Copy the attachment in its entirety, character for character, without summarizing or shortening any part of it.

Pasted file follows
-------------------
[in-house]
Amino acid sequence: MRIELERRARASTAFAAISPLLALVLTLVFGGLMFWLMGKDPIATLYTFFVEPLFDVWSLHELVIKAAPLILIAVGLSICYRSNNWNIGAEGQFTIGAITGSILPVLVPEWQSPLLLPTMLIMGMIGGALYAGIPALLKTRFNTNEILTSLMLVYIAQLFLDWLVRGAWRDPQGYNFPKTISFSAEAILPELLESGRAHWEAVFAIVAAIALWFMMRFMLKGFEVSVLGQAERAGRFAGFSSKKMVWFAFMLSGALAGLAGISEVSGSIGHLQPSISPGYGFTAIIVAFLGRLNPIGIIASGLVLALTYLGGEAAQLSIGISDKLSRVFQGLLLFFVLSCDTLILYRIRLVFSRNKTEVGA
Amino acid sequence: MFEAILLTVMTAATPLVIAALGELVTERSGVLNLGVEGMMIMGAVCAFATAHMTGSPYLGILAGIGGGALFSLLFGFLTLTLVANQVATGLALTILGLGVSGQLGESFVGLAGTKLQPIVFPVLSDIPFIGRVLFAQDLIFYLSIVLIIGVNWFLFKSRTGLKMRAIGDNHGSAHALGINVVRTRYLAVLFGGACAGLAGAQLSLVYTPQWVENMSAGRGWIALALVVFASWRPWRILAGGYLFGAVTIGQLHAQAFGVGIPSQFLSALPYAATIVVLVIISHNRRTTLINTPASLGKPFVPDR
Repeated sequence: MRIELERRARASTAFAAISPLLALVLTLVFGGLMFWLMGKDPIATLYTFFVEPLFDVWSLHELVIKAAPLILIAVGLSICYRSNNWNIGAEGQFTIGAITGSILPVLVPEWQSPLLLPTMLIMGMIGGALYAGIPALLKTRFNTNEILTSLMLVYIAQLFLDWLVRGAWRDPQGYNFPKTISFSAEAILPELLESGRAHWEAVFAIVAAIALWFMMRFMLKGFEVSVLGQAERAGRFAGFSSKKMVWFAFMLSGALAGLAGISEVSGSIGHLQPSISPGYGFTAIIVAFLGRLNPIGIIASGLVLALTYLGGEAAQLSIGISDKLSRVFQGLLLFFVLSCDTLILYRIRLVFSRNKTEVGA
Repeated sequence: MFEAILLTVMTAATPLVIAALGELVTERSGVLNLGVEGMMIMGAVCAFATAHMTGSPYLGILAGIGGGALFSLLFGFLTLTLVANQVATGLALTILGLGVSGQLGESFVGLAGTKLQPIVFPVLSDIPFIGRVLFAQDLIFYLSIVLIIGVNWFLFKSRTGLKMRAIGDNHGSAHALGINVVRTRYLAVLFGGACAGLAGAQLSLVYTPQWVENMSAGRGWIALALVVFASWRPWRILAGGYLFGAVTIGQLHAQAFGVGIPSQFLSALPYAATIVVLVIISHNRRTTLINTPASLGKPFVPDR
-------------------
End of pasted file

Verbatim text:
[in-house]
Amino acid sequence: MRIELERRARASTAFAAISPLLALVLTLVFGGLMFWLMGKDPIATLYTFFVEPLFDVWSLHELVIKAAPLILIAVGLSICYRSNNWNIGAEGQFTIGAITGSILPVLVPEWQSPLLLPTMLIMGMIGGALYAGIPALLKTRFNTNEILTSLMLVYIAQLFLDWLVRGAWRDPQGYNFPKTISFSAEAILPELLESGRAHWEAVFAIVAAIALWFMMRFMLKGFEVSVLGQAERAGRFAGFSSKKMVWFAFMLSGALAGLAGISEVSGSIGHLQPSISPGYGFTAIIVAFLGRLNPIGIIASGLVLALTYLGGEAAQLSIGISDKLSRVFQGLLLFFVLSCDTLILYRIRLVFSRNKTEVGA
Amino acid sequence: MFEAILLTVMTAATPLVIAALGELVTERSGVLNLGVEGMMIMGAVCAFATAHMTGSPYLGILAGIGGGALFSLLFGFLTLTLVANQVATGLALTILGLGVSGQLGESFVGLAGTKLQPIVFPVLSDIPFIGRVLFAQDLIFYLSIVLIIGVNWFLFKSRTGLKMRAIGDNHGSAHALGINVVRTRYLAVLFGGACAGLAGAQLSLVYTPQWVENMSAGRGWIALALVVFASWRPWRILAGGYLFGAVTIGQLHAQAFGVGIPSQFLSALPYAATIVVLVIISHNRRTTLINTPASLGKPFVPDR
Repeated sequence: MRIELERRARASTAFAAISPLLALVLTLVFGGLMFWLMGKDPIATLYTFFVEPLFDVWSLHELVIKAAPLILIAVGLSICYRSNNWNIGAEGQFTIGAITGSILPVLVPEWQSPLLLPTMLIMGMIGGALYAGIPALLKTRFNTNEILTSLMLVYIAQLFLDWLVRGAWRDPQGYNFPKTISFSAEAILPELLESGRAHWEAVFAIVAAIALWFMMRFMLKGFEVSVLGQAERAGRFAGFSSKKMVWFAFMLSGALAGLAGISEVSGSIGHLQPSISPGYGFTAIIVAFLGRLNPIGIIASGLVLALTYLGGEAAQLSIGISDKLSRVFQGLLLFFVLSCDTLILYRIRLVFSRNKTEVGA
Repeated sequence: MFEAILLTVMTAATPLVIAALGELVTERSGVLNLGVEGMMIMGAVCAFATAHMTGSPYLGILAGIGGGALFSLLFGFLTLTLVANQVATGLALTILGLGVSGQLGESFVGLAGTKLQPIVFPVLSDIPFIGRVLFAQDLIFYLSIVLIIGVNWFLFKSRTGLKMRAIGDNHGSAHALGINVVRTRYLAVLFGGACAGLAGAQLSLVYTPQWVENMSAGRGWIALALVVFASWRPWRILAGGYLFGAVTIGQLHAQAFGVGIPSQFLSALPYAATIVVLVIISHNRRTTLINTPASLGKPFVPDR